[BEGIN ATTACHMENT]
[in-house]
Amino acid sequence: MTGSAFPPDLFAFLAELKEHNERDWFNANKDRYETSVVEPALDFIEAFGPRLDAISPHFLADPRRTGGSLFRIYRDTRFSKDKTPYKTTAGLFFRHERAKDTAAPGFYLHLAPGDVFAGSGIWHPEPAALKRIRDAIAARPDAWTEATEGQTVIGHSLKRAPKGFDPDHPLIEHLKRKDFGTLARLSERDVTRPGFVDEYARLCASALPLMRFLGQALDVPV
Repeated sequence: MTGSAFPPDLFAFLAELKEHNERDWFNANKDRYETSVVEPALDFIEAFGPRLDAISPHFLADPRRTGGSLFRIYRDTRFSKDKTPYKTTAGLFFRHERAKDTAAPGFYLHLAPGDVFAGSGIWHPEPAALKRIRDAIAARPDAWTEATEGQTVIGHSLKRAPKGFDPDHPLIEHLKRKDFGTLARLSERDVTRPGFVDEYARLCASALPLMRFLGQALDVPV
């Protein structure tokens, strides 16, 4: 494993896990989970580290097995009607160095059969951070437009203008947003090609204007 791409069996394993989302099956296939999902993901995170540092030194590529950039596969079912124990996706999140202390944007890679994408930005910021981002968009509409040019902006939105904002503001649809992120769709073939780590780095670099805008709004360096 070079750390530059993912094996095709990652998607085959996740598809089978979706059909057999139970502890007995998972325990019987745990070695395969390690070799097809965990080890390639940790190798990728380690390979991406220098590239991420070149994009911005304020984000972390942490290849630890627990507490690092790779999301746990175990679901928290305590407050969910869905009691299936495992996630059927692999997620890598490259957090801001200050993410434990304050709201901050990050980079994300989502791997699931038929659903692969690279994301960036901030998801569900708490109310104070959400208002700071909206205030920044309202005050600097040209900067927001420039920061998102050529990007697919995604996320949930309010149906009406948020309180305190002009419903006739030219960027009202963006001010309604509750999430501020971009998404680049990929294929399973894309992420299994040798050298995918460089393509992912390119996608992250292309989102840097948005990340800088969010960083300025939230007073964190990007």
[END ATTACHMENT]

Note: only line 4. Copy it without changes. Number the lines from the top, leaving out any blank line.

């Protein structure tokens, strides 16, 4: 494993896990989970580290097995009607160095059969951070437009203008947003090609204007 791409069996394993989302099956296939999902993901995170540092030194590529950039596969079912124990996706999140202390944007890679994408930005910021981002968009509409040019902006939105904002503001649809992120769709073939780590780095670099805008709004360096 070079750390530059993912094996095709990652998607085959996740598809089978979706059909057999139970502890007995998972325990019987745990070695395969390690070799097809965990080890390639940790190798990728380690390979991406220098590239991420070149994009911005304020984000972390942490290849630890627990507490690092790779999301746990175990679901928290305590407050969910869905009691299936495992996630059927692999997620890598490259957090801001200050993410434990304050709201901050990050980079994300989502791997699931038929659903692969690279994301960036901030998801569900708490109310104070959400208002700071909206205030920044309202005050600097040209900067927001420039920061998102050529990007697919995604996320949930309010149906009406948020309180305190002009419903006739030219960027009202963006001010309604509750999430501020971009998404680049990929294929399973894309992420299994040798050298995918460089393509992912390119996608992250292309989102840097948005990340800088969010960083300025939230007073964190990007």